Bad news. There’s no magic diet, perfect workout, or new gadgetry in these pages. Shocking for a post about New Year’s resolutions, we know. But our guide to having a better year is void of gimmicks.
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What you’ll find: more than 25 simple, expert-backed methods you can start now to get you healthier in body and mind this year. Fair warning: Simple does not mean easy.
1. Get Strong
It’s not that you need to haul a mattress up a flight of stairs, but it’s nice to know you can. Even nicer is having the muscle and cardiovascular power to do it in your 50s or 60s. Functional movements—lifting, pushing, carrying heavy objects—are a measure of true strength, achievable by doing tried-and-true movements consistently. Mattress aside, building muscle is key to long-term health, protecting almost every system in your body. It’s also a powerful tool for the mind. Strength training seems to help people suffering from depression, anxiety, and other mental issues, suggests a paper from the University of Georgia. Here’s your guide to getting strong, designed by Adam Rosante, a trainer in New York City and author of The 30-Second Body.
How it works: Follow a 3-2-1 breakdown
Resistance train three days a week, do high-intensity interval training twice a week, and do low-intensity steady state training once a week. Rosante recommends sticking to this breakdown for four weeks, then reassessing and adjusting accordingly. Play the long game and tinker with your workout schedule until it fits into your life. That means you don’t need to work out six days a week; instead, double up and do 30 minutes of resistance followed by a 20-minute HIIT treadmill workout or a 30- to 45-minute low-intensity brisk walk to check off two separate workouts.
3 Days a Week: Resistance Training
There are eight basic movement patterns: squat, hinge, lunge, push, pull, rotational, anti-rotational, and carry. Each workout, choose 4 or 5 moves from the following list. Swap movements as desired, like subbing in pullups for inverted rows, or goblet squats for front squats. Perform 3–4 sets of 8–10 reps using a weight that allows you to complete all the reps but no more. Hit all of the patterns at least once a week.
The first round of moves are:
Heavy Suitcase Carry
Jot down a plan that’ll carry you through the next 3–4 weeks. Include which moves you’ll do on each of three days, and sketch out weights, sets, and reps. Log workouts as you go to track progress. It’ll take about 2 or 3 weeks to feel stronger.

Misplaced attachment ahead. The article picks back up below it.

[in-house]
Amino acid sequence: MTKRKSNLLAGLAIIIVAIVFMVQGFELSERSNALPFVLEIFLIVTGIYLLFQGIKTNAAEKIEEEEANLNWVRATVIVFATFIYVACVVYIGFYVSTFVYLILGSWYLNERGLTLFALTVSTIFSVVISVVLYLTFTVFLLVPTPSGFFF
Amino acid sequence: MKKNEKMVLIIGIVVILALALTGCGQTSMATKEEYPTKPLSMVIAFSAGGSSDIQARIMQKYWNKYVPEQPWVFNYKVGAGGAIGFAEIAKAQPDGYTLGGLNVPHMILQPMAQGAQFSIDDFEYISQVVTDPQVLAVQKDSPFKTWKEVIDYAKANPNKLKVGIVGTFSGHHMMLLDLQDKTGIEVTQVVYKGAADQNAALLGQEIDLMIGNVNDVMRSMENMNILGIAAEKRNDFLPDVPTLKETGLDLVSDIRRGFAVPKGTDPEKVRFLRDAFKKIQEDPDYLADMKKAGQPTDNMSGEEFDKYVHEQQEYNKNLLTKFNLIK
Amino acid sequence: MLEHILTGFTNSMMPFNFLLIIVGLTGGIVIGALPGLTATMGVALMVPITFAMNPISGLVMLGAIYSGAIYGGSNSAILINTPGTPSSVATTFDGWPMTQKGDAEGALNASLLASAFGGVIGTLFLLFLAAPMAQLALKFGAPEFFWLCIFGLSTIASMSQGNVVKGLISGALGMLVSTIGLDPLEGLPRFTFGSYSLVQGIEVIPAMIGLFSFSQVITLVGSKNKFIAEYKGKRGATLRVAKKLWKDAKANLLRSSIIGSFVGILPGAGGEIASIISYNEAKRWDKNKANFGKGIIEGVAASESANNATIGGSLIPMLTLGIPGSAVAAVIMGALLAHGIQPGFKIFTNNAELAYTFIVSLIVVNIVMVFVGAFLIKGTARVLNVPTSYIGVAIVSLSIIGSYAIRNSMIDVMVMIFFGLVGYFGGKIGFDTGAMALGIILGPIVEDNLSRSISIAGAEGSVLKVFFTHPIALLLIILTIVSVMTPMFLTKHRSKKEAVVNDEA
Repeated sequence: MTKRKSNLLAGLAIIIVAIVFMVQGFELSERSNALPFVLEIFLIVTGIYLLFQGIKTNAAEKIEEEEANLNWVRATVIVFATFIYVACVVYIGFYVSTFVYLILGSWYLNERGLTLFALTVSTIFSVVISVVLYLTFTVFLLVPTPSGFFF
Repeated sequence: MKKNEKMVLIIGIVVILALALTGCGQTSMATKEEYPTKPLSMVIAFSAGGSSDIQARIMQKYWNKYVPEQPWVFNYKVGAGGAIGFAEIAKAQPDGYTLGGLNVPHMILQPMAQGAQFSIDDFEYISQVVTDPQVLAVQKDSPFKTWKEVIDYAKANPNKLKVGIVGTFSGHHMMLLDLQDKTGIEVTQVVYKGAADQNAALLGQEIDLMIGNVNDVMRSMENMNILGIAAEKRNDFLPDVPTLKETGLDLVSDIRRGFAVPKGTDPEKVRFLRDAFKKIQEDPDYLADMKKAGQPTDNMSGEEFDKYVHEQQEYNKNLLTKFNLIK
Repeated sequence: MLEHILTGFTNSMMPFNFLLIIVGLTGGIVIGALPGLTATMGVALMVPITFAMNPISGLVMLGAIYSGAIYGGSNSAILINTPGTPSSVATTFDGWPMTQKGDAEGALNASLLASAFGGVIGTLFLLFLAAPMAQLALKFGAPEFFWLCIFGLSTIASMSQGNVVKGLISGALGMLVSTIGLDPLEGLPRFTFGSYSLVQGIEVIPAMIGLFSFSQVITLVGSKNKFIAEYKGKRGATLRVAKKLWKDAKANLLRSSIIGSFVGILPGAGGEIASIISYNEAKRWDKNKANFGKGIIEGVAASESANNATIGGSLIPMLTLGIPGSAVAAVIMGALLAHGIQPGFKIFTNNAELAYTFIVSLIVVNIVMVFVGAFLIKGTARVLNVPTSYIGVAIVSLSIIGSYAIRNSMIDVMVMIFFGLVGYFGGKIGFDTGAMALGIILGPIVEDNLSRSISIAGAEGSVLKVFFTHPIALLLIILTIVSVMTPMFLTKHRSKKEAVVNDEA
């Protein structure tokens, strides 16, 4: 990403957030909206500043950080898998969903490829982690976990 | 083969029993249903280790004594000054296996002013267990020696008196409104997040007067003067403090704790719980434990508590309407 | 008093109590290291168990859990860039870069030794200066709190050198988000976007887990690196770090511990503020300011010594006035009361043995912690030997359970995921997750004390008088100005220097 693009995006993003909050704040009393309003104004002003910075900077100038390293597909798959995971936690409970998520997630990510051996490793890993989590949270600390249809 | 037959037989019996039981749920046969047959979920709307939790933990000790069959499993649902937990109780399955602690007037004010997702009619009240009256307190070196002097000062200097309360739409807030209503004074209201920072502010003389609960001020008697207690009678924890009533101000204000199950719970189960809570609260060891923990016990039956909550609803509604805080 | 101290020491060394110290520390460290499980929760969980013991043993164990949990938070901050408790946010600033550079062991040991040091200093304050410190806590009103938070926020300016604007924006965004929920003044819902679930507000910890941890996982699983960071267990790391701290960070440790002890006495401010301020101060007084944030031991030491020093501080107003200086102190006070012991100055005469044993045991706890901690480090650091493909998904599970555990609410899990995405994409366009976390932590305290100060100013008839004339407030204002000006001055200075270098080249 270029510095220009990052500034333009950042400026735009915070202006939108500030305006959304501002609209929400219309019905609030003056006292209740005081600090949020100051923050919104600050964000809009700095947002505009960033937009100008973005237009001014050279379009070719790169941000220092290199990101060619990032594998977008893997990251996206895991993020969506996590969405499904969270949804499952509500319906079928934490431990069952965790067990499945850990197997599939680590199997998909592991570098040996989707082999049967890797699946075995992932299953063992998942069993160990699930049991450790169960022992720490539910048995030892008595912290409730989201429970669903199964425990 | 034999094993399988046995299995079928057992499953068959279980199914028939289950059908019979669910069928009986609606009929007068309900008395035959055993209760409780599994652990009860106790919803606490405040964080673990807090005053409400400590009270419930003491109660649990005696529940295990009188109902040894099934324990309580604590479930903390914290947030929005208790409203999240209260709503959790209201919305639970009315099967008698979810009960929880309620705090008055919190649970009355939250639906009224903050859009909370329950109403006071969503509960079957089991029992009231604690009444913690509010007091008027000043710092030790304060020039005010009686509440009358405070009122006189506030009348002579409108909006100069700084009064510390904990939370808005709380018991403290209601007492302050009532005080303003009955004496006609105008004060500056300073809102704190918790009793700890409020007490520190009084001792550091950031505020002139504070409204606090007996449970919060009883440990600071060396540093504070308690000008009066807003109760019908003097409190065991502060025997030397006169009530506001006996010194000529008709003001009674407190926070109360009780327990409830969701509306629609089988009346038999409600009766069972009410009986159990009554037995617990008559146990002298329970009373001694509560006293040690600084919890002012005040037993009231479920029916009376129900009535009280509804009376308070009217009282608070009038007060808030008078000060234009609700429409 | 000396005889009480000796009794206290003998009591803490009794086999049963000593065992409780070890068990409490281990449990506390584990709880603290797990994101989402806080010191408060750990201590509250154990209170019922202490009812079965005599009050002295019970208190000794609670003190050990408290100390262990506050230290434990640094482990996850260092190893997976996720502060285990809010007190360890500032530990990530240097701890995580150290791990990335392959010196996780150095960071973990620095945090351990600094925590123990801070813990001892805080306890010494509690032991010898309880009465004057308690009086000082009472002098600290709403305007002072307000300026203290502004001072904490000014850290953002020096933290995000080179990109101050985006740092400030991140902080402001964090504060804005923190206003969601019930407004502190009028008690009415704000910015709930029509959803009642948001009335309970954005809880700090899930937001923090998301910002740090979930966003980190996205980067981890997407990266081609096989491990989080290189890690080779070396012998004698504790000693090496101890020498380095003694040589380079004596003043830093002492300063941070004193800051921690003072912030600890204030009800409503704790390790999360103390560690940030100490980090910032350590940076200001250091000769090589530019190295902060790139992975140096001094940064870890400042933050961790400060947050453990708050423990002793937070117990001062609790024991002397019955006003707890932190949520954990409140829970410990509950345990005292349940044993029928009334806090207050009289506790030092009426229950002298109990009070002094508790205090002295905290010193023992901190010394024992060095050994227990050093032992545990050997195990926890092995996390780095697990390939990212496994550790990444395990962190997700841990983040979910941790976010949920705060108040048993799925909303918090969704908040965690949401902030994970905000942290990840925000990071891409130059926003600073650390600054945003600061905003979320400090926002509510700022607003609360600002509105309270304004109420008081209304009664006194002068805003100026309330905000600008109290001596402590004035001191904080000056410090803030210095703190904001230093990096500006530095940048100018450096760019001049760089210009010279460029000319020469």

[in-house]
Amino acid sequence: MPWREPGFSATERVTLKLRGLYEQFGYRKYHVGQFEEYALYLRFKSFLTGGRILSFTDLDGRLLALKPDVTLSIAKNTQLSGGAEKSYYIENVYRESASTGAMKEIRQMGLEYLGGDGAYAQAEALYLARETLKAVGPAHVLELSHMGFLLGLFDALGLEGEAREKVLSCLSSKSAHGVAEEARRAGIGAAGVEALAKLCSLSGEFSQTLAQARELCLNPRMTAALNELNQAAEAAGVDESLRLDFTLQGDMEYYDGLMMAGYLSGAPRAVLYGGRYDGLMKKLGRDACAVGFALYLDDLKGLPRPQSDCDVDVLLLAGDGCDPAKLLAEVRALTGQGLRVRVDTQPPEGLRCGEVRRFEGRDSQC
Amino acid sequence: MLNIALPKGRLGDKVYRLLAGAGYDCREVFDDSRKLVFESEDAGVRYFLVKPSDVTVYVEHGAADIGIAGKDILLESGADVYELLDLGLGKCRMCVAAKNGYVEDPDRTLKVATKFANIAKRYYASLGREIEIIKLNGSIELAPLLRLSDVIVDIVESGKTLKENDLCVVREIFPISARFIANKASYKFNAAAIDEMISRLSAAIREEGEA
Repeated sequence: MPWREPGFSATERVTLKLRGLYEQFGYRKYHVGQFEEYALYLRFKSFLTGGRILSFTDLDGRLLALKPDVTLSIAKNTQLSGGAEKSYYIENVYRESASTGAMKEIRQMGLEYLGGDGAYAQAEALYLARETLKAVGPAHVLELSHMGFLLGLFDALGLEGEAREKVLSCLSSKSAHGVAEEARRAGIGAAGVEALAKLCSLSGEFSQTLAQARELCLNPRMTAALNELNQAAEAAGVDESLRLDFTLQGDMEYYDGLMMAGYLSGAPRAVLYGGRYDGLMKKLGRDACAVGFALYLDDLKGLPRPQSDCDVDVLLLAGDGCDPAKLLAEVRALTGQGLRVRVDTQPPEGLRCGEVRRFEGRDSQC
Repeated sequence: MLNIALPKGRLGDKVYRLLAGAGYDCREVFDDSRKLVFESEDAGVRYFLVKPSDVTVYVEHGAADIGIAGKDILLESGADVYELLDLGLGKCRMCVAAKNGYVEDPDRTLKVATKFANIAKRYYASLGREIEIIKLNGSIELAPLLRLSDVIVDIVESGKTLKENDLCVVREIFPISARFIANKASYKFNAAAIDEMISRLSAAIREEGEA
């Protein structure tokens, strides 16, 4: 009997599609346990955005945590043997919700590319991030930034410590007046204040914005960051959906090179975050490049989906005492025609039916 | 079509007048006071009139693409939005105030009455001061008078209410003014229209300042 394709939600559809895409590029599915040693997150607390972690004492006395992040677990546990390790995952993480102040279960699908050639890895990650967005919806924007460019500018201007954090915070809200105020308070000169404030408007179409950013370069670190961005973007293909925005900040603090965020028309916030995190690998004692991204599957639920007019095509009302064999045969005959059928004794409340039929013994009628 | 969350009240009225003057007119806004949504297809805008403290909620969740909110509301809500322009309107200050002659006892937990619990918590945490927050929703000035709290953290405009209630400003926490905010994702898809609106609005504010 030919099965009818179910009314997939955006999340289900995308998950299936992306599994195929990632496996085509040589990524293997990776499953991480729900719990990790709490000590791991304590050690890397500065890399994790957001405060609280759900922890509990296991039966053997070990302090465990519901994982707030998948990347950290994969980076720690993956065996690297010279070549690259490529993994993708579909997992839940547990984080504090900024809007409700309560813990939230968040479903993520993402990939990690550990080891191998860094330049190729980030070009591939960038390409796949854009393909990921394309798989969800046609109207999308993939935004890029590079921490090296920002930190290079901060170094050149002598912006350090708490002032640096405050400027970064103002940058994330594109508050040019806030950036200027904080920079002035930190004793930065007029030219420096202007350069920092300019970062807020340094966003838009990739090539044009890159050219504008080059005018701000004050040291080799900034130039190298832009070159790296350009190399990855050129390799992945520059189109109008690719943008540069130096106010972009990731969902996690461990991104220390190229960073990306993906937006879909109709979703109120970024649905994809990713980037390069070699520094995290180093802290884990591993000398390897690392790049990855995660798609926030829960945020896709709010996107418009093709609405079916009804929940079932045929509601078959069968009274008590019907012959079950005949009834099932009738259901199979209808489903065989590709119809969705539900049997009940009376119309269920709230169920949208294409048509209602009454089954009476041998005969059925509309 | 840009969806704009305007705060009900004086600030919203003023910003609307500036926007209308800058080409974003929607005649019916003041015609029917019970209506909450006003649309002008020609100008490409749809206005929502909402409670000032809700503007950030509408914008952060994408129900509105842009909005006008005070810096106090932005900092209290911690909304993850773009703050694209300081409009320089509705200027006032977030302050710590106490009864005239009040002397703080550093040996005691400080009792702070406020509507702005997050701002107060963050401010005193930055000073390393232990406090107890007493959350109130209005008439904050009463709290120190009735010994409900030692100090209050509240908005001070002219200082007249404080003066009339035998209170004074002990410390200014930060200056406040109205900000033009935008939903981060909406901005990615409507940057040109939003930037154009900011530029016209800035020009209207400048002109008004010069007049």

After 3–4 weeks, switch things up. Create a new workout based on the fundamental movement patterns. Try new weights, like switching dumbbells for kettlebells, or trying out sandbags and ViPRs. Do that for 3 or 4 more weeks. You can keep this up all year.
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2 Days a Week: High-Intensity Work
Examples: Airdyne Bike, Hill Repeats, Lap Swimming
HIIT workouts rev your heart rate to 80–95 percent of your max. If you don’t have a heart-rate monitor, your effort level should feel like an 8 out of 10. Go hard 10–15 seconds, then back off to a lower intensity for 20 seconds to a minute. Continue alternating for up to 20 minutes.
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1 Day a Week Low-Intensity Work
Examples: Casual Bike Ride, Leisurely Hike, Restorative Yoga
Move, but take it easy. Your max effort should be a 3–6 out of 10. It’s a good opportunity to do something low-key with your family.
2. Prioritize Sleep
Just like better workout gear, bedroom gear can help to optimize sleep, says Terry Cralle, a registered nurse with the Better Sleep Council. Here’s where to start:
Replace Your Pillows: Do this every two years. Pillows get smushed over time, and they carry microbes and dust, which can bother people with allergies or respiratory sensitivities.
Get a White Noise Machine: Even if you don’t totally wake up, noise at night can fragment your sleep, which is why you can technically get enough shut-eye but still wake up tired.
Go Dark: “It’s so important to have a completely dark sleeping environment and prevent light leakage from disturbing your sleep,” Cralle says. That means turning your digital alarm clock to face the wall, turning off hallway lights so nothing comes beneath the bedroom door, and installing blackout curtains.
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Aim for 7.5 Hours: That’s the approximate amount of hours of sleep a person needs per night, according to a consensus of sleep experts. If you’re not a great sleeper, doctors often recommend trying natural sleep remedies before seeking a prescription. Try sipping tart cherry juice, which contains naturally occurring melatonin—a sleep hormone. Look for a kind that doesn’t have added sugar. We like Cherrish, a blend of Montmorency (tart) and Bing (sweet) cherries—96 per bottle. Drink some two hours before bed.
3. Get Off Your Ass
American adults spend more than three-fourths of their waking hours in sedentary activities like sitting, according to a study of nearly 8,000 people. Too much sedentary time is a huge health hazard, linked to cardiovascular disease, diabetes, and premature death. Assuming you can’t quit your desk job, try to vary your postures and move more. For a start, we recommend an adjustable standing desk. They can be pricey, so check if your company has a corporate wellness program to foot the bill. If not, the brand Fully has a simple standing desk converter for $149. To keep your day active, alternate 8 minutes standing with 20 sitting and 2 minutes of movement like walking or gentle stretching, says Margaret Hanson, an ergonomist at the U.K. consulting firm WorksOut.
4. Take a Tech Break
This is the year you stop allowing devices to run your life. Tech can hurt sleep, productivity, relationships, and mental well-being. There’s even more reason to do it if you have a family. Get in the habit of cordoning off your smartphones. Do a 20-minute email check-in right after dinner, minimize weekend screen time, and put phones on Do Not Disturb when you’re out doing activities—callers who ring twice will get put through, so you won’t miss emergencies. If you’re unsure whether you’re an addict, see what it’s like to go without tech. Leave your phone at home when you go for a run, or pop out for groceries. How uncomfortable you are untethered gives you an idea of your dependency. We’re not suggesting you give it up entirely. Emails need replies; Google Maps is a lifeline. But it’s healthy to take time off. Consider a digital-detox vacation—go somewhere with spotty or no service to reconnect with nature.
5. Eat a Legit Breakfast